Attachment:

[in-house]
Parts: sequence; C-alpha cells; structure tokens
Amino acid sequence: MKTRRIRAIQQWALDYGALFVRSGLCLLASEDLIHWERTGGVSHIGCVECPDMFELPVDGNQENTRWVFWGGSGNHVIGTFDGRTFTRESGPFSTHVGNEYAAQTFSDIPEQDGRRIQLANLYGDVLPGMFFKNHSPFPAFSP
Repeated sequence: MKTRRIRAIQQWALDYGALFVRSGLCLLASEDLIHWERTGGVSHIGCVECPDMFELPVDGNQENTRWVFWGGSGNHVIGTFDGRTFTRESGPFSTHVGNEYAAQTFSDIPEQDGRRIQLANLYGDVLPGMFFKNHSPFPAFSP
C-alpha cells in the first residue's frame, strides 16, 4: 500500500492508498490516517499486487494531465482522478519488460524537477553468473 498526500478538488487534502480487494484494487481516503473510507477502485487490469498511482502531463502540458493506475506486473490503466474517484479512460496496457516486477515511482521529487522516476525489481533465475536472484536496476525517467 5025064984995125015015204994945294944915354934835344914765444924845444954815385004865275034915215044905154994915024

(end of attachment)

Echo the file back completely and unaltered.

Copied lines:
[in-house]
Parts: sequence; C-alpha cells; structure tokens
Amino acid sequence: MKTRRIRAIQQWALDYGALFVRSGLCLLASEDLIHWERTGGVSHIGCVECPDMFELPVDGNQENTRWVFWGGSGNHVIGTFDGRTFTRESGPFSTHVGNEYAAQTFSDIPEQDGRRIQLANLYGDVLPGMFFKNHSPFPAFSP
Repeated sequence: MKTRRIRAIQQWALDYGALFVRSGLCLLASEDLIHWERTGGVSHIGCVECPDMFELPVDGNQENTRWVFWGGSGNHVIGTFDGRTFTRESGPFSTHVGNEYAAQTFSDIPEQDGRRIQLANLYGDVLPGMFFKNHSPFPAFSP
C-alpha cells in the first residue's frame, strides 16, 4: 500500500492508498490516517499486487494531465482522478519488460524537477553468473 498526500478538488487534502480487494484494487481516503473510507477502485487490469498511482502531463502540458493506475506486473490503466474517484479512460496496457516486477515511482521529487522516476525489481533465475536472484536496476525517467 5025064984995125015015204994945294944915354934835344914765444924845444954815385004865275034915215044905154994915024